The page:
On View May 13 through July 24, 2022
52nd Annual MFA Exhibition Showcases Emerging Artistic Talents
(Berkeley, CA) May 10, 2022—The Berkeley Art Museum and Pacific Film Archive (BAMPFA) will highlight the work of six exceptional graduate students from UC Berkeley’s Department of Art Practice in the museum’s fifty-second Annual Master of Fine Arts Graduate Exhibition. Each of the graduates—four of whom are receiving their first museum presentation—have created new work for the exhibition that will go on view for the first time beginning May 13.
For the past two years Erica Deeman, Edgar Fabián Frías, Kavena Hambira, Hala Kaddoura, Ahn Lee, and Rivka Valérie Louissaint have advanced their artistic practices as graduate students in UC Berkeley’s MFA program, which has previously produced such internationally established artists as Enrique Chagoya, Theresa Hak Kyung Cha, and Shirin Neshat—herself the subject of a BAMPFA solo exhibition last fall. Working with BAMPFA Curatorial Assistant Claire Frost, the graduates are presenting works that reflect their own unique creative perspectives in a range of media and subject matter.
“Through their multidisciplinary practices spanning video, textiles, ceramics, painting, sculpture, and animation, the artists in this exhibition have created works that depart from personal and collective histories to materialize complex insights into our present and future,” said Frost, who curated the exhibition. “In this time of radical reemergence and change, this work—from the first Cal MFA cohort to identify entirely as BIPOC—generates hopeful critiques that center indigenous, queer, and diasporic identities and ways of being.”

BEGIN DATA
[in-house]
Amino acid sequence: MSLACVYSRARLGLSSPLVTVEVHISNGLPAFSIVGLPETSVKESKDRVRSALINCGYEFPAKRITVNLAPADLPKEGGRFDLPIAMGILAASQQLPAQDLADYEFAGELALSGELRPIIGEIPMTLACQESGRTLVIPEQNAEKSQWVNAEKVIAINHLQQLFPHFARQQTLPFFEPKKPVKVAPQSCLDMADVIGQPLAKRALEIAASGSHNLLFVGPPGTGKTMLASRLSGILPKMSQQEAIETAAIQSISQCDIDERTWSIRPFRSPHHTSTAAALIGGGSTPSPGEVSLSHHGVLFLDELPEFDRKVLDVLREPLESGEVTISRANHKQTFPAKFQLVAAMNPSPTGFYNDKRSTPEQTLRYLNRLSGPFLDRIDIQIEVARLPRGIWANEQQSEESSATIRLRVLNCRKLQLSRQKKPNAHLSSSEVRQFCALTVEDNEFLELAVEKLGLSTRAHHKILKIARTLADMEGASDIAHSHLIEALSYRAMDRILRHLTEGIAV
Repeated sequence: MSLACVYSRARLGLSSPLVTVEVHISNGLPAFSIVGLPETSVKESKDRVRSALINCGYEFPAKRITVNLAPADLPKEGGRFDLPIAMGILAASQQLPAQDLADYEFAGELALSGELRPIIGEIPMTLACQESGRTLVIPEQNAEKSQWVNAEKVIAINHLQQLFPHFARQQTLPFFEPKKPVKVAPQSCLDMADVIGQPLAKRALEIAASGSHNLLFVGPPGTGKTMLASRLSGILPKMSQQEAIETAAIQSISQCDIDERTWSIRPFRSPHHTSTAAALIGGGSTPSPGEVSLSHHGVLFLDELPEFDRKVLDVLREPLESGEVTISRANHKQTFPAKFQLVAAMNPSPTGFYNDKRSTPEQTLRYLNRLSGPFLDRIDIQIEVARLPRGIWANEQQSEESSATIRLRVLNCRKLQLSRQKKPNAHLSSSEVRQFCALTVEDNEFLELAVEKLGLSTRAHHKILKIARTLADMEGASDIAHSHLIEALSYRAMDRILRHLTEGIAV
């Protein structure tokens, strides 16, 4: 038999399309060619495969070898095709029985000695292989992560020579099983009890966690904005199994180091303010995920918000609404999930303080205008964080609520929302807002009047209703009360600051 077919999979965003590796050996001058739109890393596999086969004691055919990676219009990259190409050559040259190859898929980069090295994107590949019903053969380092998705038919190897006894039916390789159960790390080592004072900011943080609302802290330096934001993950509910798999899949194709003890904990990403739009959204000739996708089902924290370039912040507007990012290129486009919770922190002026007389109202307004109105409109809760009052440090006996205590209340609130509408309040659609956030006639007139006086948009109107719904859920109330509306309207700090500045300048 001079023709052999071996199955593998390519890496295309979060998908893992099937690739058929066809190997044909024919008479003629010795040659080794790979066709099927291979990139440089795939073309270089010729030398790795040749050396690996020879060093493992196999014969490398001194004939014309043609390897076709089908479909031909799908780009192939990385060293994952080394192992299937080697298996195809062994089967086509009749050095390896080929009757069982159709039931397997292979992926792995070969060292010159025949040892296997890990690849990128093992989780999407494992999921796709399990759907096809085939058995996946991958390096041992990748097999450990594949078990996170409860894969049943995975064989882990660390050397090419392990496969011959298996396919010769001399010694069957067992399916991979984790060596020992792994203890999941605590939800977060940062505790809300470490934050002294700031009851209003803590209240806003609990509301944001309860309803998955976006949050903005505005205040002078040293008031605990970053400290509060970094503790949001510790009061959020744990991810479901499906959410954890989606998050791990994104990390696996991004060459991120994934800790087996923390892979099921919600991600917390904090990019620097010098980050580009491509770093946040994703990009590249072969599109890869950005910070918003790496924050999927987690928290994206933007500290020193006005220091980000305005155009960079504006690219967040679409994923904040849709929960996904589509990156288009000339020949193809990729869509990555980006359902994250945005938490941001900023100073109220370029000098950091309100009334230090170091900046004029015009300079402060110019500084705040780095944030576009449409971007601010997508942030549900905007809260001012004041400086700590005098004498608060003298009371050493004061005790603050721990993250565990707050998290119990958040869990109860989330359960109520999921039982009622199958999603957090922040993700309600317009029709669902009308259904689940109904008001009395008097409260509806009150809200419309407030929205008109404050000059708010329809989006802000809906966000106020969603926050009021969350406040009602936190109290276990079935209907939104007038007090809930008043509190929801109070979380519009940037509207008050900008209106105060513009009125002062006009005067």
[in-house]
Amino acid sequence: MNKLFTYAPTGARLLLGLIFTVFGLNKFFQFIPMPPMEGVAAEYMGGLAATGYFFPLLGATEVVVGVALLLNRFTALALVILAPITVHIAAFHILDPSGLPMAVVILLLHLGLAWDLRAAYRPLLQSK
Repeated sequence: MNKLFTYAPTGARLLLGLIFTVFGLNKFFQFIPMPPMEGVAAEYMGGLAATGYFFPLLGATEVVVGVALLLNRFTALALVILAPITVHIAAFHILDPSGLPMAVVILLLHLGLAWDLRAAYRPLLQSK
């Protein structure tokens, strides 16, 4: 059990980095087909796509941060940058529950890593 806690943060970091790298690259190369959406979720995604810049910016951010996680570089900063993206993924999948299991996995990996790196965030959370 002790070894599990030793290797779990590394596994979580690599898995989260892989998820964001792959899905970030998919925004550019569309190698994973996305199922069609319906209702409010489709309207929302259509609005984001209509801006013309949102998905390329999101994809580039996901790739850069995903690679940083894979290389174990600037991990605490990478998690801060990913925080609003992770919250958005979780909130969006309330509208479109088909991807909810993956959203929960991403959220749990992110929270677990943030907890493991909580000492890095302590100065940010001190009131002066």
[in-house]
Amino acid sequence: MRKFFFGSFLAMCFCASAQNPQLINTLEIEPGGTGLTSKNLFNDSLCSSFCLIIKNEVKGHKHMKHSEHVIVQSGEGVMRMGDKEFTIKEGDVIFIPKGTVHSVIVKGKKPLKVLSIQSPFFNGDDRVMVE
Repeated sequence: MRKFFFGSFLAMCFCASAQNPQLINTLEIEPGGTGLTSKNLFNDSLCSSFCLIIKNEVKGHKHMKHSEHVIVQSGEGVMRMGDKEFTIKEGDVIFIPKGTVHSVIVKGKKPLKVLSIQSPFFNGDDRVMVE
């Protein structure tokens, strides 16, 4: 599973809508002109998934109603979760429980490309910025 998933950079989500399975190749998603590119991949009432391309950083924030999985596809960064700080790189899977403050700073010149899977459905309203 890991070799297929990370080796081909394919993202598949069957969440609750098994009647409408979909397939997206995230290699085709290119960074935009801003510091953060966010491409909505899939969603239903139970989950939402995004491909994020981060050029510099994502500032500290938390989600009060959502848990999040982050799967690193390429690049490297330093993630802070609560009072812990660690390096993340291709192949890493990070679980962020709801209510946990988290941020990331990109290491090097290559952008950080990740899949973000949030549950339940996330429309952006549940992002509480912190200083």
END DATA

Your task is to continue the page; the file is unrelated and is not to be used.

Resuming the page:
The opening of the MFA Graduate Exhibition includes an artists’ talk with the six participating students on Friday, May 13 at 5:30 p.m. The presentation is free with museum admission. Descriptions of each artist’s work, adapted from a brochure that accompanies the exhibition, follow below:
Thinking and making through the lens of her experience as a member of the African diaspora who has continued to relocate throughout her adult life, Deeman explores the attendant sense of dislocation, as well as inherited or found roots, in her recent work. As a first-generation Black British person, her maternal family moved from Jamaica to the United Kingdom in the 1960s as part of the Windrush Generation. In 2020, and in the depths of the pandemic, Deeman migrated her art practice between the Bay area and Seattle, and there began cultivating native and diasporic plants that connect her to the many lands of her heritage. From this garden, Deeman harvested a single okra pod in the summer of 2021. Native to West Africa and transported with enslaved Africans during the Middle Passage to the Caribbean and then the United States, the plant was able to grow in the Pacific Northwest during the region’s hottest summer on record.